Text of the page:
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Humboldt Coastal Resilience Project

Miles of dune enhancement and restoration in Humboldt and Del Norte counties since the 1980s, with plans for additional restoration.

Humboldt Bay National Wildlife Refuge has been a restoration site since the 1980s and is a site for ongoing monitoring of long-term results.

Over this time, several research studies have been conducted on various planting and invasive removal techniques utilized to maintain a healthy balance of foredune erosion and accretion during restoration provides. Information on this historic dune restoration work can be found at: https://www.fws.gov/refuge/humboldt_bay/wildlife_and_habitat/dunesrestoration.html

In June 2015, the Humboldt Coastal Resilience Project was launched. Phase 1 of the project started with a 5-year study to improve understanding of sediment movement along the entire Eureka littoral cell and identify potential vulnerabilities to climate change and potential response to future sea level rise. Components of the study include: bi-annual GPS beach surveys and an analysis of historic shoreline change, creation and monitoring of two adaptation projects, and native dune grass propagation.

Phase 2 tasks include: 1) continuation of littoral cell cross-shore transects, resulting in a total of 5 years of data, 2) monitoring of the Lanphere and Eel River adaptation sites, 3) replication of the Lanphere adaptation site methodology in a new location, 4) an update to the Eureka littoral cell fluvial sediment budget, 5) completion of a vulnerability assessment for the study site, 6) modeling of responses of the beach-dune barrier complexes to sea level rise and extreme event scenarios, and 7) a stakeholder involvement group, and 8) outreach activities.

In December 2022, the State Coastal Conservancy authorized a grant to Friends of the Dunes to restore and enhance 80 acres of dune habitat to increase resiliency on the Wadulh Unit of the US Fish and Wildlife Service (USFWS) Humboldt Bay National Wildlife Refuge. Wadulh is the word for dunes in the Wiyot language. The name Wadulh was selected in recognition of the Wiyot Tribe’s significant cultural connection to the project area. The project will remove invasive plants and replant the area with native dune species to restore dune ecosystem function and increase dune resilience to climate change and impacts from sea level rise.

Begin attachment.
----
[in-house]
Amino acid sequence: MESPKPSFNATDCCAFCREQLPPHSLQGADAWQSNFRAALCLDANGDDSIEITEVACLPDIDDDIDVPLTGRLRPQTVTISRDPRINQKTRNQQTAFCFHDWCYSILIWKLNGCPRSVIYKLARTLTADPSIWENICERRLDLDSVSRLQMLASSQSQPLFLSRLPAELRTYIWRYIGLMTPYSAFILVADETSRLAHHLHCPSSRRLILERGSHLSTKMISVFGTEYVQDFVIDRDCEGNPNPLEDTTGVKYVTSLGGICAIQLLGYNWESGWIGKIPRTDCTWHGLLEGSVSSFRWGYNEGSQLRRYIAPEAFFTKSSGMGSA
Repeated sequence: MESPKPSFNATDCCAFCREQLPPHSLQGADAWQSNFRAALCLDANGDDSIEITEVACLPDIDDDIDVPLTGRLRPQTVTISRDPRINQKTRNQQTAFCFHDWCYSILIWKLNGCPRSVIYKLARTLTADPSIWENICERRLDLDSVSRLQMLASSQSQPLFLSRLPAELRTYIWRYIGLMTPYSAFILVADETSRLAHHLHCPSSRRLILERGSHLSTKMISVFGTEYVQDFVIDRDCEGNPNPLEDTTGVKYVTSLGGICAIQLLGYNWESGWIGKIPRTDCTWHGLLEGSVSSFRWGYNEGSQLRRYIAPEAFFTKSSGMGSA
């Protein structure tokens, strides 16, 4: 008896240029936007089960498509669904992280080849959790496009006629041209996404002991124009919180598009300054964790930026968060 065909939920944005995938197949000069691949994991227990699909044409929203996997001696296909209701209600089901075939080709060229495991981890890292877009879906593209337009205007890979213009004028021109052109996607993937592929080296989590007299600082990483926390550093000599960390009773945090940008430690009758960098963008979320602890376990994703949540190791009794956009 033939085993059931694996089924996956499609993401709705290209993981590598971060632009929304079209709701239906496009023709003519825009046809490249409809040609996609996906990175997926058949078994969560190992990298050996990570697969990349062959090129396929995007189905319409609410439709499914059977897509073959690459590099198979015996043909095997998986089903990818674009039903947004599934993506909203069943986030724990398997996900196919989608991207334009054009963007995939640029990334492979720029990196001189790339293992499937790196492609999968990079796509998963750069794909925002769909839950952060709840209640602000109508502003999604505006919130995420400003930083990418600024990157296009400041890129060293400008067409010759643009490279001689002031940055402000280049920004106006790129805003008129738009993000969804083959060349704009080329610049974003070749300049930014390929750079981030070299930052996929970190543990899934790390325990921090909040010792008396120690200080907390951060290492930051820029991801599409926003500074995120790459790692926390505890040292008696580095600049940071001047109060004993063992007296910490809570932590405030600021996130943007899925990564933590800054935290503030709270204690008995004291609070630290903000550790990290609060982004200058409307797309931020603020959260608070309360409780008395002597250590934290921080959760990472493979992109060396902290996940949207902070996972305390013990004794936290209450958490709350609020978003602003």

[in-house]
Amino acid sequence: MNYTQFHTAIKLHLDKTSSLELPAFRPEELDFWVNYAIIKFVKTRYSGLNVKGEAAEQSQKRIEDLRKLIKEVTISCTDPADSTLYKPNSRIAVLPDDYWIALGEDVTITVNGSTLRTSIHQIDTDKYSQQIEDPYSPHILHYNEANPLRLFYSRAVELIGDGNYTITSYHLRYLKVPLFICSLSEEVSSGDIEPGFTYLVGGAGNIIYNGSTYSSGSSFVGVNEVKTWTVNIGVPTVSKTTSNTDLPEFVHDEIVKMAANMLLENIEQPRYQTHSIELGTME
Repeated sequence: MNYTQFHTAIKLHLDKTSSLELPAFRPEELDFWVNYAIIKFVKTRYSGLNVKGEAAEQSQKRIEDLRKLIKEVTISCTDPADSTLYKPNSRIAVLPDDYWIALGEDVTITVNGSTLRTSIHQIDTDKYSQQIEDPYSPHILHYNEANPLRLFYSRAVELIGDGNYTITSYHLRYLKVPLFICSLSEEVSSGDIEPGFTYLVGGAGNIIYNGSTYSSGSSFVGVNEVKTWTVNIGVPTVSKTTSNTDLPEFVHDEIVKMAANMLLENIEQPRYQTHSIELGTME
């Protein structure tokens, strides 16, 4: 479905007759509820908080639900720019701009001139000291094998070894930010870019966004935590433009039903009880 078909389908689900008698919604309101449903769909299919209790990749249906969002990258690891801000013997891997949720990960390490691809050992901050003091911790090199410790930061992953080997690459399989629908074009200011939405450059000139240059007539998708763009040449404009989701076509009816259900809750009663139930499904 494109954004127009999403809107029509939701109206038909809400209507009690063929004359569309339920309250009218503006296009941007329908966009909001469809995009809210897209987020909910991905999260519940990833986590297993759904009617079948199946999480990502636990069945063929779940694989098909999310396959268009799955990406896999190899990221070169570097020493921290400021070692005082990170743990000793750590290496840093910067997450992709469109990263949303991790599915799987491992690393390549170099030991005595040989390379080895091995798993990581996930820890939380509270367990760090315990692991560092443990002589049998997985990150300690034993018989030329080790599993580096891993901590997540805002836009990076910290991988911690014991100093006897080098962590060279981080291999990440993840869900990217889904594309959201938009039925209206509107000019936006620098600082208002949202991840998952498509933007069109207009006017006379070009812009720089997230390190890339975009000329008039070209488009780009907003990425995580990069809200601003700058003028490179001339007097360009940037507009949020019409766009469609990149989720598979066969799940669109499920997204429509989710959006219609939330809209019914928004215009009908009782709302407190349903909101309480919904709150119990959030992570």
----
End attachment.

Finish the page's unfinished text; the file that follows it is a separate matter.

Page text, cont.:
Monitoring results and project updates can be found on the Friends of the Dunes website: https://www.friendsofthedunes.org/hcrp

Project Partners: U.S. Fish and Wildlife Service, The Nature Conservancy, California Department of Corrections and Rehabilitation, California Department of Fish and Wildlife, California State Coastal Conservancy, the National Fish and Wildlife Foundation, the California Conservation Corps, Friends of the Dunes, UC Santa Barbara, the Ocean Protection Council, USC SeaGrant, the Sheriff’s Work Alternative Program, and the California Department of Forestry and Fire Prevention crews, State Parks, Bureau of Land Management, The Wildlands Conservancy, California Department of Fish and Wildlife, Humboldt Bay Municipal Water District, Flinders University, Arizona State University and the consulting firm GHD.

Project Status

Implemented

Point of Contact

Andrea Pickart, Ecologist

andrea_pickart@mail.fws.gov

Project Website

PUBLICATIONS AND RESOURCES

Understanding Foredune Morphodynamics and Resilience in Response to Dynamic Restoration

March 4, 2022

Understanding Foredune Morphodynamics and Resilience in Response to Dynamic Restoration

Increasing Dune Resiliency Through Restoration-Humboldt Coastal Resiliency Project

March 4, 2022

Increasing Dune Resiliency Through Restoration-Humboldt Coastal Resiliency Project

A Photographic Guide to Dune Plants

September 20, 2021

A Photographic Guide to Dune Plants

GALLERY

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